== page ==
They say that the soul of a shaman sits on the highest branches of the Cosmic Tree compared to the rest of the souls. A Journey through Vulnerability is the path curated by Gantuya Badamgarav for the Mongolian Pavilion, which this year registers its fourth annual participation to the renowned Venetian International Art Exhibition. Journey, in this case, is not only a term recalled by the title but also a word associated with the concept of shamanic transfer through the worlds of the invisible, concept to which Mongolia, nation where the deeply rooted millenary shamanic culture meets Buddhist teachings, is intimately bound.
Protagonists of the spaces are the works of Munkhtsetseg Jalkhaajav, known as Mugi. Born in 1967, Mugi is a prominent artist within Mongolia’s contemporary art scene and her researchsensitively investigates the complexity of the human being conceived as a particle of an all-encompassing wholeness, which nothing misses out, embracing the natural and animal realm.
The Pavilion experience is articulatedin three different moments, the first of which, Dream of Gazelle, recalls a barn-like environment. Healing Bed is the skeleton of a metallic bed that hosts the soft sculpture of a dormant gazelle, on the top of which a video projection shows some black and white moments that seem to give shape to the animal’s dreams while facing its fragilities. It is in this way that the artist seems to warn us that the dream dimension is in no way a prerogative of the human species:a gazelle dreams to the same extent of us and is able to process its weaknesses, like the human being does.
The subtle resonance between human and non-human realms takes further shape through the hybrid creatures with goat-like heads and female breasts that take over the second room. Cosmic body series is a group of soft sculptures realized by the artist in the past eight years which embody the idea of “cosmic body”, concept that takes inspiration from the Buddhist perspective which considers every living being only in its interrelation with the wholeness, in an impossible attempt to separate a singular entity from the web of connections with everything surrounding it. Mugi’s sinuous and bicephalous creatures are also an introspective and archetypical reflection on the feminine, through which the artist looks for her inner self and she finds herself outside the self, in a dialogue that moves away from human codes.
To resonate within the pavilion spaces are not only the languages of creatures belonging to apparently distant realms, but also the notes of the jaw harp, a little mouth harp that local shamans habituallyplay during their protection rituals and when they seek communication with the transient souls.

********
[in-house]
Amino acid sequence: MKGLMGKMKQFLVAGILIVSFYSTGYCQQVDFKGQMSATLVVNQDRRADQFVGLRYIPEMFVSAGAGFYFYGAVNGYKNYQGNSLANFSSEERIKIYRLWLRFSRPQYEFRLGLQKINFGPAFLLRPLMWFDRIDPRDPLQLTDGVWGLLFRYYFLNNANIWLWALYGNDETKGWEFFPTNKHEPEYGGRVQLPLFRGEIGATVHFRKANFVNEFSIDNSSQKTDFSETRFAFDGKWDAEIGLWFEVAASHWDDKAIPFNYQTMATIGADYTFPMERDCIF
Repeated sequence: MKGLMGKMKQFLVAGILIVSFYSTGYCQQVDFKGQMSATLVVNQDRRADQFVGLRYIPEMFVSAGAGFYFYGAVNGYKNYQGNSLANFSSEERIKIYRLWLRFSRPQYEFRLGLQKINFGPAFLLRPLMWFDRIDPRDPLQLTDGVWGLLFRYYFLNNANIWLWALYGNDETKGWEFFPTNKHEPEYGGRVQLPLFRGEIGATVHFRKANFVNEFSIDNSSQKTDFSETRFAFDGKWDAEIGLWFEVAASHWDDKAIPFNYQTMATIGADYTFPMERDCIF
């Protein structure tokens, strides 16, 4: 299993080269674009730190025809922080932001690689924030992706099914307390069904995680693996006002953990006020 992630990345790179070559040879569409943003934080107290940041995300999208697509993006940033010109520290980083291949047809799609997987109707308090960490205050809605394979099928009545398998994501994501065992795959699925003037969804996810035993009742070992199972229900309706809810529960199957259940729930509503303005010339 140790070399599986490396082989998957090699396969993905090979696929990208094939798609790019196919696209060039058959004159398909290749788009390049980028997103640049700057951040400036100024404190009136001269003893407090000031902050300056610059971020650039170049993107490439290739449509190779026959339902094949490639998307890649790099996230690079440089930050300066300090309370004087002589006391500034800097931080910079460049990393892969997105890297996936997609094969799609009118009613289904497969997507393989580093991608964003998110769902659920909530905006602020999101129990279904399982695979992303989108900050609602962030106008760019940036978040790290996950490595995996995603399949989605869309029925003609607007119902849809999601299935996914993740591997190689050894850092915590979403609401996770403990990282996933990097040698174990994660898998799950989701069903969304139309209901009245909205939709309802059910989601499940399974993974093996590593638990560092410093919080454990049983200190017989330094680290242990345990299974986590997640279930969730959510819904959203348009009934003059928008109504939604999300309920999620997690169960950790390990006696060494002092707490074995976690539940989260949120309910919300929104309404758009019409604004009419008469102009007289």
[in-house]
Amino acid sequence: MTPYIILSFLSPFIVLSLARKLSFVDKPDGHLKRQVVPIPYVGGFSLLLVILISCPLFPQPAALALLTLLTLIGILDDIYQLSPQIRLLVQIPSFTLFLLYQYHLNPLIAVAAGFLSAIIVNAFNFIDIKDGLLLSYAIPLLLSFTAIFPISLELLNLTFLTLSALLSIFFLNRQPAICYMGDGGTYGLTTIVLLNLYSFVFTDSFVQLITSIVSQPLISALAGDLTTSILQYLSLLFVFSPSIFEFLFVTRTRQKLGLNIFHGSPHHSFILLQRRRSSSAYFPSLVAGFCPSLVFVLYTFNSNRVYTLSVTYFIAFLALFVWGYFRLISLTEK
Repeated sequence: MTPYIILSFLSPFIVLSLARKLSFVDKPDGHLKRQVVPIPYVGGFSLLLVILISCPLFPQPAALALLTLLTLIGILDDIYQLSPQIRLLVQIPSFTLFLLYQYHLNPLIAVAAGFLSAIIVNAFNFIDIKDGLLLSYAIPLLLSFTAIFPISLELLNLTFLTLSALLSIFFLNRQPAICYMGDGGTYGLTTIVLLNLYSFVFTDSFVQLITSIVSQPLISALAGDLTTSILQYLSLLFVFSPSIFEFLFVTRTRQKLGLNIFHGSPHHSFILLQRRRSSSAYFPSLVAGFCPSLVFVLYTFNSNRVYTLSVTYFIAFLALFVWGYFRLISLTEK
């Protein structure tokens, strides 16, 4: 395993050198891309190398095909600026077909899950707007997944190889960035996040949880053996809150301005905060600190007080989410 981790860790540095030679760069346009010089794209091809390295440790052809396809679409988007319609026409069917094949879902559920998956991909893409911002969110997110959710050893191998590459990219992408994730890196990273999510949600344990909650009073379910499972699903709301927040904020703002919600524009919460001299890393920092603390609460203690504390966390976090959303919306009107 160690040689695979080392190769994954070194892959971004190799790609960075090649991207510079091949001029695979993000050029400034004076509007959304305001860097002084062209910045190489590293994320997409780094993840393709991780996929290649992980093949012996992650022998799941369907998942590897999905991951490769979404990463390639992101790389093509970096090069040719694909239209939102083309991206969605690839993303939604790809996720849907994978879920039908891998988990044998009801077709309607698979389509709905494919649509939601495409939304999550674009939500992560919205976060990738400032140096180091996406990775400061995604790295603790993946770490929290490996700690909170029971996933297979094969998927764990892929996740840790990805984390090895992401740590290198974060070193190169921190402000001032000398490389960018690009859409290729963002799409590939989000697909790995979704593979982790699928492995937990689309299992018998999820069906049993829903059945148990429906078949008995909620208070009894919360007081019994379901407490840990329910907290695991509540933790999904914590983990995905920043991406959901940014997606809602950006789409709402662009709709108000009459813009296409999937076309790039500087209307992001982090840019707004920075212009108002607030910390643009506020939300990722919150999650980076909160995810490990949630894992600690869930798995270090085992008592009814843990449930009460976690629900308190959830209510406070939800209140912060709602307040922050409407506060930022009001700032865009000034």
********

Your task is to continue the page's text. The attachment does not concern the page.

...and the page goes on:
In a nation where most of the population still deliberately chooses to lead a nomadic life, the shaman (from the Siberian Tungus saman, someone who possesses the knowledge) is of fundamental importance and is really often consulted by the local community. This is the case of Miscarriage, the last room of the exhibition which hosts Keeper of Protector Bird. Within an intimate and homely environment, on a wooden chair a female figure holds a big bird on her lap whose long limbs wrap the woman like tentacles in a dark embrace. As Mircea Eliade noted in his work Shamanism: Archaic Techniques of Ecstasy (Italian edition published by Edizioni Mediterranee in 1983) the bird was an animal of major importance to North Asian mythologies, because it is not only considered as a messenger, but also an intercessor between the divine and the human dimension, a creature which is synonymous with vital force and thus associated with notions of healing and rebirth.
North Asian shamans tell that the soul of the first shaman was hatched on the top of the Cosmic Tree by the mythical creature of the Mother-Bird. In the case of Mugi’s artwork in fact, the black bird recalls the shamanic rituals that pregnant women undergo in order to protect themselves from miscarriage, in the act of preserving and celebrating life at all costs.
In his essay The Disappearance of Rituals: A Topology of the Present (Italian edition published by Nottetempo in 2021) philosopher Byun-Chul Han describes rituals as symbolic actions that make «time habitable», and identifies the cause of the crisis of contemporary communities as a «crisis of resonance». Within social contexts always more deritualized and governed by a symbolical void that seems to vortically increase, the response of Mongolian Pavilion is an invitation, intimate and universal at once, to re-establish a resonance, to re-educate our eye to the perception of that invisible and powerful pattern in which the stories and lives of all creatures from all possible realms are inextricably interwoven.
The curator of the project is Gantuya Badamgarav, and the commissioner is Nomin Chinbat.
Munkhtsetseg Jalkhaajav (Mugi), A Journey through Vulnerability
20/04/2022 – 27/11/2022
calle S. Biasio, Castello 2131
Munkhtsetseg Jalkhaajav (Mugi), Healing Bed, 2019. Ph. Andrea Avezzù, courtesy La Biennale di Venezia
Munkhtsetseg Jalkhaajav (Mugi), Cosmic Body Series, 2014-2022. Ph. Avezzù, courtesy La Biennale di Venezia
Munkhtsetseg Jalkhaajav (Mugi), Keeper of Protector Bird,2017. Ph. Andrea Avezzù, courtesy La Biennale di Venezia
Munkhtsetseg Jalkhaajav (Mugi), Cosmic Body Series, 2014-2022. Ph. Andrea Avezzù, courtesy La Biennale di Venezia
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